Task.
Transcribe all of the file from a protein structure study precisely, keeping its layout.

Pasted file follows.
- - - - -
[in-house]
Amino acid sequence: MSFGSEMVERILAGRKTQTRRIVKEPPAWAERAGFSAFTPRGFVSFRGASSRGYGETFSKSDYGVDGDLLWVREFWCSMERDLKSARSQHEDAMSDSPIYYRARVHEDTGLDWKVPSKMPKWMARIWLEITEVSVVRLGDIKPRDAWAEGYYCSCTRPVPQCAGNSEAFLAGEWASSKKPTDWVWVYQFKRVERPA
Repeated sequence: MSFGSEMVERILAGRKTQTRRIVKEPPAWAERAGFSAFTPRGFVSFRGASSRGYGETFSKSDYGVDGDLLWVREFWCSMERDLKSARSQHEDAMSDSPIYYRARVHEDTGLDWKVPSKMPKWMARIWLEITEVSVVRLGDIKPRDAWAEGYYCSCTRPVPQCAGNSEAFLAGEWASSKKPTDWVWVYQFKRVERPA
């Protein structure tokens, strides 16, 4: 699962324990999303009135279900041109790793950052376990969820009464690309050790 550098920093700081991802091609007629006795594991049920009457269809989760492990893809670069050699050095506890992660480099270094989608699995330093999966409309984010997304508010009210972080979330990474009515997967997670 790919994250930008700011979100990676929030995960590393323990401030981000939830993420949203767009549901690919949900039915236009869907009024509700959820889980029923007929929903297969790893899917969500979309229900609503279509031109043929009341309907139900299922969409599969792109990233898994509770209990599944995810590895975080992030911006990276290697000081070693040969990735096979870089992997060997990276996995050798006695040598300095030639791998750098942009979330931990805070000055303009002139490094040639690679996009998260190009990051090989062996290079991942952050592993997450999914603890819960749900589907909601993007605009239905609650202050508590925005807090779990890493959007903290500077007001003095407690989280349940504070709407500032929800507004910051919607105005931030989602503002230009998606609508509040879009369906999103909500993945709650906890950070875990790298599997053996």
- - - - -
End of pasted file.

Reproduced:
[in-house]
Amino acid sequence: MSFGSEMVERILAGRKTQTRRIVKEPPAWAERAGFSAFTPRGFVSFRGASSRGYGETFSKSDYGVDGDLLWVREFWCSMERDLKSARSQHEDAMSDSPIYYRARVHEDTGLDWKVPSKMPKWMARIWLEITEVSVVRLGDIKPRDAWAEGYYCSCTRPVPQCAGNSEAFLAGEWASSKKPTDWVWVYQFKRVERPA
Repeated sequence: MSFGSEMVERILAGRKTQTRRIVKEPPAWAERAGFSAFTPRGFVSFRGASSRGYGETFSKSDYGVDGDLLWVREFWCSMERDLKSARSQHEDAMSDSPIYYRARVHEDTGLDWKVPSKMPKWMARIWLEITEVSVVRLGDIKPRDAWAEGYYCSCTRPVPQCAGNSEAFLAGEWASSKKPTDWVWVYQFKRVERPA
């Protein structure tokens, strides 16, 4: 699962324990999303009135279900041109790793950052376990969820009464690309050790 550098920093700081991802091609007629006795594991049920009457269809989760492990893809670069050699050095506890992660480099270094989608699995330093999966409309984010997304508010009210972080979330990474009515997967997670 790919994250930008700011979100990676929030995960590393323990401030981000939830993420949203767009549901690919949900039915236009869907009024509700959820889980029923007929929903297969790893899917969500979309229900609503279509031109043929009341309907139900299922969409599969792109990233898994509770209990599944995810590895975080992030911006990276290697000081070693040969990735096979870089992997060997990276996995050798006695040598300095030639791998750098942009979330931990805070000055303009002139490094040639690679996009998260190009990051090989062996290079991942952050592993997450999914603890819960749900589907909601993007605009239905609650202050508590925005807090779990890493959007903290500077007001003095407690989280349940504070709407500032929800507004910051919607105005931030989602503002230009998606609508509040879009369906999103909500993945709650906890950070875990790298599997053996």